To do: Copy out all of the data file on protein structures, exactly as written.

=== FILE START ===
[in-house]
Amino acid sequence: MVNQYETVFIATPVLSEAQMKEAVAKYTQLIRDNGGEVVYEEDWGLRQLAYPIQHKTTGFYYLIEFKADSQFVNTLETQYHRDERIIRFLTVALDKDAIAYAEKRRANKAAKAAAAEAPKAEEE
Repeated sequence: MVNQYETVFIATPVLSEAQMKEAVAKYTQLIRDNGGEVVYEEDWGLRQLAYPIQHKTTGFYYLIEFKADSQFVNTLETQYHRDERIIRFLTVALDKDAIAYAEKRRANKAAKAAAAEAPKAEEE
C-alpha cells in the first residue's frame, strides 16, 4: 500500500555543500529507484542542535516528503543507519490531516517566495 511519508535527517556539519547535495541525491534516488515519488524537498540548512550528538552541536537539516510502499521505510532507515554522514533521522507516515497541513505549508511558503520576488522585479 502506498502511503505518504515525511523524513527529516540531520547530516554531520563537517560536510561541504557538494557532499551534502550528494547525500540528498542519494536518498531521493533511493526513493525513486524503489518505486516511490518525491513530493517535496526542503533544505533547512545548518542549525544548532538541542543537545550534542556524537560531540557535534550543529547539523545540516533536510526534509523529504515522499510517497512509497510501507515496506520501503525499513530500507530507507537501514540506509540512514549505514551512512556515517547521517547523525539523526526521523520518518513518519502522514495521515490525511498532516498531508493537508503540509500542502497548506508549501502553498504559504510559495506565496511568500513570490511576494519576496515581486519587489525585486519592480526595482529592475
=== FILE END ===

[in-house]
Amino acid sequence: MVNQYETVFIATPVLSEAQMKEAVAKYTQLIRDNGGEVVYEEDWGLRQLAYPIQHKTTGFYYLIEFKADSQFVNTLETQYHRDERIIRFLTVALDKDAIAYAEKRRANKAAKAAAAEAPKAEEE
Repeated sequence: MVNQYETVFIATPVLSEAQMKEAVAKYTQLIRDNGGEVVYEEDWGLRQLAYPIQHKTTGFYYLIEFKADSQFVNTLETQYHRDERIIRFLTVALDKDAIAYAEKRRANKAAKAAAAEAPKAEEE
C-alpha cells in the first residue's frame, strides 16, 4: 500500500555543500529507484542542535516528503543507519490531516517566495 511519508535527517556539519547535495541525491534516488515519488524537498540548512550528538552541536537539516510502499521505510532507515554522514533521522507516515497541513505549508511558503520576488522585479 502506498502511503505518504515525511523524513527529516540531520547530516554531520563537517560536510561541504557538494557532499551534502550528494547525500540528498542519494536518498531521493533511493526513493525513486524503489518505486516511490518525491513530493517535496526542503533544505533547512545548518542549525544548532538541542543537545550534542556524537560531540557535534550543529547539523545540516533536510526534509523529504515522499510517497512509497510501507515496506520501503525499513530500507530507507537501514540506509540512514549505514551512512556515517547521517547523525539523526526521523520518518513518519502522514495521515490525511498532516498531508493537508503540509500542502497548506508549501502553498504559504510559495506565496511568500513570490511576494519576496515581486519587489525585486519592480526595482529592475